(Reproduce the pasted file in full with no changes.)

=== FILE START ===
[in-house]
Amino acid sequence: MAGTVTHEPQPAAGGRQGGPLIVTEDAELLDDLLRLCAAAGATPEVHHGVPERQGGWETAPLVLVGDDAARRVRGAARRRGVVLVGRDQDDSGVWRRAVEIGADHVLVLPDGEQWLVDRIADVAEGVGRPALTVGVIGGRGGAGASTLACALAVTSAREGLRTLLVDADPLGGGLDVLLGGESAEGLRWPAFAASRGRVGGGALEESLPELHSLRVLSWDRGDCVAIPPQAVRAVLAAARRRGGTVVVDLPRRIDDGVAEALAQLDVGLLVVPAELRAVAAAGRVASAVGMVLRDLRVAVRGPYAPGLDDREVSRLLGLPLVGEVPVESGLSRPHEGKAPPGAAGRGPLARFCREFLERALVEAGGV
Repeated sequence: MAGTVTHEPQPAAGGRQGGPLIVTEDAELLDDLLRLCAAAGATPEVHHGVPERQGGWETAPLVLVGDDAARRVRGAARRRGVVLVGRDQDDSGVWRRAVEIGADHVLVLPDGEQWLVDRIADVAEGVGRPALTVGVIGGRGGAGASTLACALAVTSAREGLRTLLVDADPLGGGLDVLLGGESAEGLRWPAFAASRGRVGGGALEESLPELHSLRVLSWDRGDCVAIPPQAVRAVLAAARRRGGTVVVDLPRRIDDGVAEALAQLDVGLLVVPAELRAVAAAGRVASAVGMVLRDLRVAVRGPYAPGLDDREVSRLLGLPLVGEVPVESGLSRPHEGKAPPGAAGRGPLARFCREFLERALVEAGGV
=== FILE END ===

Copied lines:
[in-house]
Amino acid sequence: MAGTVTHEPQPAAGGRQGGPLIVTEDAELLDDLLRLCAAAGATPEVHHGVPERQGGWETAPLVLVGDDAARRVRGAARRRGVVLVGRDQDDSGVWRRAVEIGADHVLVLPDGEQWLVDRIADVAEGVGRPALTVGVIGGRGGAGASTLACALAVTSAREGLRTLLVDADPLGGGLDVLLGGESAEGLRWPAFAASRGRVGGGALEESLPELHSLRVLSWDRGDCVAIPPQAVRAVLAAARRRGGTVVVDLPRRIDDGVAEALAQLDVGLLVVPAELRAVAAAGRVASAVGMVLRDLRVAVRGPYAPGLDDREVSRLLGLPLVGEVPVESGLSRPHEGKAPPGAAGRGPLARFCREFLERALVEAGGV
Repeated sequence: MAGTVTHEPQPAAGGRQGGPLIVTEDAELLDDLLRLCAAAGATPEVHHGVPERQGGWETAPLVLVGDDAARRVRGAARRRGVVLVGRDQDDSGVWRRAVEIGADHVLVLPDGEQWLVDRIADVAEGVGRPALTVGVIGGRGGAGASTLACALAVTSAREGLRTLLVDADPLGGGLDVLLGGESAEGLRWPAFAASRGRVGGGALEESLPELHSLRVLSWDRGDCVAIPPQAVRAVLAAARRRGGTVVVDLPRRIDDGVAEALAQLDVGLLVVPAELRAVAAAGRVASAVGMVLRDLRVAVRGPYAPGLDDREVSRLLGLPLVGEVPVESGLSRPHEGKAPPGAAGRGPLARFCREFLERALVEAGGV